Friday, March 14, 2014
► In today’s Seattle Times — Legislative session ends without tackling some major issues — State lawmakers finished their two-month session Thursday night by passing an operating budget that slightly increased state spending and then heading home without dealing with a plethora of other major issues. For the first time since 1996, lawmakers could not agree on a construction budget — despite a version of the plan passing 92-4 in the state House.
► In today’s News Tribune — Teacher evaluation process unchanged — State lawmakers adjourned without changing the state’s teacher evaluation system, which probably means Washington will lose its waiver from the federal No Child Left Behind Act, education leaders said.
► In the P.S. Business Journal — State exchange counts nearly 450,000 enrolled in Medicaid, private plans — Of those, 109,000 were people who purchased their plans, in some cases with the help of federal subsidies. The exchange is on the final lap of a race to enroll as many Washingtonians as possible. Residents have until March 31 to meet the open enrollment deadline for private health plans.
Behavioral Health Resources employees strike! — At 8 a.m. this morning, SEIU Healthcare 1199NW members at Behavioral Health Resources, which provides mental health and addiction services in Thurston, Mason and Grays Harbor counties, launched a three-day unfair labor practice strike. Stop by the picket lines (see locations) and show your solidarity and support! Check out 1199NW Facebook page for more pictures from the picket lines.
ALSO at The Stand — 3-day strike at Behavioral Health Resources begins Friday
► In today’s Yakima H-R — Workers to picket today at Memorial Hospital — Workers at Yakima Valley Memorial Hospital will stage an informational picket this afternoon. As the hospital moves ahead with a possible new partnership or affiliation, “it continues to stall on contract negotiations for healthcare workers,” reports SEIU Healthcare 1199NW.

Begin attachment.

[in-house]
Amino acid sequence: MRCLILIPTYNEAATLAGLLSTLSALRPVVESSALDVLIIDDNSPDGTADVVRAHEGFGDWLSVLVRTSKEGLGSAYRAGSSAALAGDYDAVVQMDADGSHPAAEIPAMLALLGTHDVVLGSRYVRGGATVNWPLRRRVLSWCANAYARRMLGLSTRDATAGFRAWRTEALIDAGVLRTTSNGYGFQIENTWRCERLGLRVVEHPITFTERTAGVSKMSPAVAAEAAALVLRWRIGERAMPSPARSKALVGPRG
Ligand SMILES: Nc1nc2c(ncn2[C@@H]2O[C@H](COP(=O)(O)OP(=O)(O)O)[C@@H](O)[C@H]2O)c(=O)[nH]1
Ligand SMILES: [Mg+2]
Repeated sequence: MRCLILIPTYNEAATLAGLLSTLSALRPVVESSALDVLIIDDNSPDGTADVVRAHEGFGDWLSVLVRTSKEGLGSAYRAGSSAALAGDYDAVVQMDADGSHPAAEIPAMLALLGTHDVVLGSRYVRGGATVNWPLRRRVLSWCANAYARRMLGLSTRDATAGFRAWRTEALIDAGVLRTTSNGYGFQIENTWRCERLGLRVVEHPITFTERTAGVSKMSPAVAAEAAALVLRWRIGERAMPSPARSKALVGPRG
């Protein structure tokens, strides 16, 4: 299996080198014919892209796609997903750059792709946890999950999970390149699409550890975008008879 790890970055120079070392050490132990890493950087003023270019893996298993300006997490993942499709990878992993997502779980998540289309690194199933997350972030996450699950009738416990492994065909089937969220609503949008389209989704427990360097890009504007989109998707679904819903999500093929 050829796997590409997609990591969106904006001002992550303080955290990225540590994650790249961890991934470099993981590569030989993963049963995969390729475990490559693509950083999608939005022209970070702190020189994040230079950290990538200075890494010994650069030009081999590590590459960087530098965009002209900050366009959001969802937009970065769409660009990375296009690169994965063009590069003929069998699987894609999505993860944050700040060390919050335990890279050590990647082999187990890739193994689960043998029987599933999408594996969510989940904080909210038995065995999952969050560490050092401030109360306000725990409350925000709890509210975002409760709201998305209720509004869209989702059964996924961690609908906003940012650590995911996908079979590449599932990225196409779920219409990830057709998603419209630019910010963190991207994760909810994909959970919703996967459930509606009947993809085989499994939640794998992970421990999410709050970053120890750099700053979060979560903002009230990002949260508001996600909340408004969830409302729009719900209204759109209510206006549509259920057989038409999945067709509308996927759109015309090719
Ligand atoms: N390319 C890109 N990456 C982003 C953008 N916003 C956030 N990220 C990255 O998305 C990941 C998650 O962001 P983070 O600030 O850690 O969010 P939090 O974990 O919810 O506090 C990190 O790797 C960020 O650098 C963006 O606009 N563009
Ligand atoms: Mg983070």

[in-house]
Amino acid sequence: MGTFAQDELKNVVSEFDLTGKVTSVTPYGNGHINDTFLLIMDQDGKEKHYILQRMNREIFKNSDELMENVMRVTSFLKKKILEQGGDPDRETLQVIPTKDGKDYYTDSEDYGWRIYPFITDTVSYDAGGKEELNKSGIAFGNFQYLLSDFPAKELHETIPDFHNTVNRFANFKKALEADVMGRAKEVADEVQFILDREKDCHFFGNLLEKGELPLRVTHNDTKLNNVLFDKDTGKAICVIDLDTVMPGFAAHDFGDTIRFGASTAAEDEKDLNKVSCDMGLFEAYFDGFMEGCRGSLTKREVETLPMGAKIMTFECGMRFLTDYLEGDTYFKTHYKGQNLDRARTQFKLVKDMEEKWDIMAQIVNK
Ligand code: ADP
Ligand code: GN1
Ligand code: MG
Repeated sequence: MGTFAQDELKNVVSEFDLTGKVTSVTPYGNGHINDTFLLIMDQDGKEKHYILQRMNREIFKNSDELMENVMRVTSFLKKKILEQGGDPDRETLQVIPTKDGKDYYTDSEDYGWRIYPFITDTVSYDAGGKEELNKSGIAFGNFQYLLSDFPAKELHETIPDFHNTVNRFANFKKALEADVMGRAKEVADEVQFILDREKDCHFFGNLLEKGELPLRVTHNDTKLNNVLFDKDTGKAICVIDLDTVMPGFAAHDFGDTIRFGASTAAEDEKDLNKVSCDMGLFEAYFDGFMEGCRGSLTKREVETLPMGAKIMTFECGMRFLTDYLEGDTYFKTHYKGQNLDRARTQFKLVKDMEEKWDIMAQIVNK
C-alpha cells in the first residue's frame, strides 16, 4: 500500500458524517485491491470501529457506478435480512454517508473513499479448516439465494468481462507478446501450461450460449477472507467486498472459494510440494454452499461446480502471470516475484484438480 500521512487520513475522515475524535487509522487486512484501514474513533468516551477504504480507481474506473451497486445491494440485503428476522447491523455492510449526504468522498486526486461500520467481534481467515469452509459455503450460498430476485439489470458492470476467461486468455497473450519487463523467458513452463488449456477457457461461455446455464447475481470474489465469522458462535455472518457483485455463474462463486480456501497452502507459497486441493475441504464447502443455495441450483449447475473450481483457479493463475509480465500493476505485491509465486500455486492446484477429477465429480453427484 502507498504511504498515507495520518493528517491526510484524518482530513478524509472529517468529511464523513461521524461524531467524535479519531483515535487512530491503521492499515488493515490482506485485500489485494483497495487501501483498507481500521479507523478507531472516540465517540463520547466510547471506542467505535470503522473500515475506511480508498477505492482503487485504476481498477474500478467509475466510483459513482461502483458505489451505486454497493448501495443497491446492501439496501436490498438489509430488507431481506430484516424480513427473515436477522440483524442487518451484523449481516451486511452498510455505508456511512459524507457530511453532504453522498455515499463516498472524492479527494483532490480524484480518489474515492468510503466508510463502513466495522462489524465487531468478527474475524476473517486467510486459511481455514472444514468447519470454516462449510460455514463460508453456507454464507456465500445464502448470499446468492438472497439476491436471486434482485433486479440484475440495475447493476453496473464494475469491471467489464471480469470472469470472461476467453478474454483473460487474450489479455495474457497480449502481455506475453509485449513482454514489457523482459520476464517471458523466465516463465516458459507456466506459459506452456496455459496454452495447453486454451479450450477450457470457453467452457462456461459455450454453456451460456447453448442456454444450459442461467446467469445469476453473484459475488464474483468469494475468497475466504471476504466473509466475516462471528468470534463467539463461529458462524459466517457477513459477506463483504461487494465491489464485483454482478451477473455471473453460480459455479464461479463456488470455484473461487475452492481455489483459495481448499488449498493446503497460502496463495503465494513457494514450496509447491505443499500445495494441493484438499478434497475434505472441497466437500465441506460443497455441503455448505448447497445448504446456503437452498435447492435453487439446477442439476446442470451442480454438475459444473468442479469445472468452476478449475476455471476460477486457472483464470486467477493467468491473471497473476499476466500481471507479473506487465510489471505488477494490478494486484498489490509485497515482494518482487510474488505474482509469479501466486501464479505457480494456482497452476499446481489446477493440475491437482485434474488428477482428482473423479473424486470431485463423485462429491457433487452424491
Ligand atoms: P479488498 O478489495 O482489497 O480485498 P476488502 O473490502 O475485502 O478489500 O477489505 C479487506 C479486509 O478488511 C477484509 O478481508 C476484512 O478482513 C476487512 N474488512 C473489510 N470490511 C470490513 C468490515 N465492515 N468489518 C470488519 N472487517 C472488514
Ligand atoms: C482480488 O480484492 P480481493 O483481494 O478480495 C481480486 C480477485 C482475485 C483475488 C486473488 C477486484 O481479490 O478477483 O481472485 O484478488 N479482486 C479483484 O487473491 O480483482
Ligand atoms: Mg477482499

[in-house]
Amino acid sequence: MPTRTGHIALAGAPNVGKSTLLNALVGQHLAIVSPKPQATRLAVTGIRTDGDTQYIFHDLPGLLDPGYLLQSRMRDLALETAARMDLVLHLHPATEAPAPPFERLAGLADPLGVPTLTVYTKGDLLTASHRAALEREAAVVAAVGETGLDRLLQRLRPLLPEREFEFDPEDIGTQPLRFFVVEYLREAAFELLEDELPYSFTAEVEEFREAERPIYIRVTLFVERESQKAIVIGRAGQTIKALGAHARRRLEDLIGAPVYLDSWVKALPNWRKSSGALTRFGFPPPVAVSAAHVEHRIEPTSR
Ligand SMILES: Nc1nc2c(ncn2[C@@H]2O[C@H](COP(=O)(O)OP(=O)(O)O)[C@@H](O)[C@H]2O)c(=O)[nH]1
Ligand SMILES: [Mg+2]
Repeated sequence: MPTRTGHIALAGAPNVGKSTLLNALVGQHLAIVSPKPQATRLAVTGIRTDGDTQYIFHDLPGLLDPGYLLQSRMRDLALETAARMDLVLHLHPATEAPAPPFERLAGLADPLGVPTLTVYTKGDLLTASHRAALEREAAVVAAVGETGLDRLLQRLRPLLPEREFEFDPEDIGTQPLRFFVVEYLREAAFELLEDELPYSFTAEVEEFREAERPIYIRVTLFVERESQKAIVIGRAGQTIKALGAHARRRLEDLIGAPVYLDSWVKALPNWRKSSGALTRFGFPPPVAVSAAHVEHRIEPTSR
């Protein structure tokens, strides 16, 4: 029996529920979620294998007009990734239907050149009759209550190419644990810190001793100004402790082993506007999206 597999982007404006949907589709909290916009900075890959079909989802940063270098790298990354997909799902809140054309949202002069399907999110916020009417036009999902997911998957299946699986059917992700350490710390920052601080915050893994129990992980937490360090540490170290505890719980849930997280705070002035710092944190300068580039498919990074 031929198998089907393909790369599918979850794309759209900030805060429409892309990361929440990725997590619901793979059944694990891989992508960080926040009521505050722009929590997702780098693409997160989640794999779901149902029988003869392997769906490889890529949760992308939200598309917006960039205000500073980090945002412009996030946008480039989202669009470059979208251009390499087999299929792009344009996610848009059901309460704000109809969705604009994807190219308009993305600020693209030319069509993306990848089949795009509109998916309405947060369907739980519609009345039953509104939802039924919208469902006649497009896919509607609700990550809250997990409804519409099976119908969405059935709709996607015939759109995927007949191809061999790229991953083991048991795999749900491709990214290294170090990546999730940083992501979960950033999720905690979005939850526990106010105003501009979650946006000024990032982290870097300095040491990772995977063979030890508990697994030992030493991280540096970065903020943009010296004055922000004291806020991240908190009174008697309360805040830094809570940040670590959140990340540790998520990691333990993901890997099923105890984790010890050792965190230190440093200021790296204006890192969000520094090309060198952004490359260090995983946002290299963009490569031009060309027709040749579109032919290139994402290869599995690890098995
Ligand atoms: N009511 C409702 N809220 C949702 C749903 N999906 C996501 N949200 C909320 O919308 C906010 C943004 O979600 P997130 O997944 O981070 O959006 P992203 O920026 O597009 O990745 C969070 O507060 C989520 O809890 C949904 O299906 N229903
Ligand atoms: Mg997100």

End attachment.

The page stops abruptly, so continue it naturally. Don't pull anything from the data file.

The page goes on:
► In today’s News Tribune — Tacoma’s MultiCare nurses win back pay for breaks worked — MultiCare Health System registered nurses who claimed they were forced to work through their breaks have been paid nearly $100,000 in back wages by the health care system.
► In today’s Oregonian — Court rejects Del Monte appeal in compensation case — Del Monte Fresh Produce and its staffing company should pay 338 workers almost $800,000 in damages to compensate for not paying them during the time they put on or took off workplace protective gear, the Oregon Court of Appeals rules.
► In today’s Seattle Times — Teen-employment rate sharply down in Seattle area, study says — A new study by the Brookings Institution shows that while job prospects for teenagers have deteriorated nationwide in the past 12 years, the trend is even more pronounced locally.
► In the P.S. Business Journal — Amazon opening new distribution center in Kent — Amazon said it will open a 1-milllion-square-foot distribution center in Kent, which will be its fourth in Washington state. The company said the Kent center will “create hundreds of full-time jobs.”
► In today’s Oregonian — Longshoreman pleads the 5th in United Grain sabotage case — Lawyers for a longshore worker accused of pouring sand into a gearbox at a Vancouver grain terminal want a judge to seal records in a civil lawsuit against him.
► In today’s (Everett) Herald — Boeing engineers elect new union president — Ryan Rule narrowly won a three-way race for the top spot in the Society of Professional Engineering Employees in Aerospace (SPEEA). He received nearly 44% of the vote, ahead of Michael Hochberg with 36% and Joel Funfar with 20%. Rule will lead the union, which has nearly 25,000 members, starting March 26. The current president, Tom McCarty, could not run for re-election. SPEEA’s bylaws limit elected officers to two 2-year terms in any one position.
► In the P.S. Business Journal — Boeing ‘heir apparent’ tells Senate panel: Competition fiercer than ever — Boeing Chief Operating Officer Dennis Muilenburg — considered by many to be the heir apparent to run the company — focused on global competitiveness at a Senate hearing Thursday, and also thanked the Machinists union for helping Boeing compete.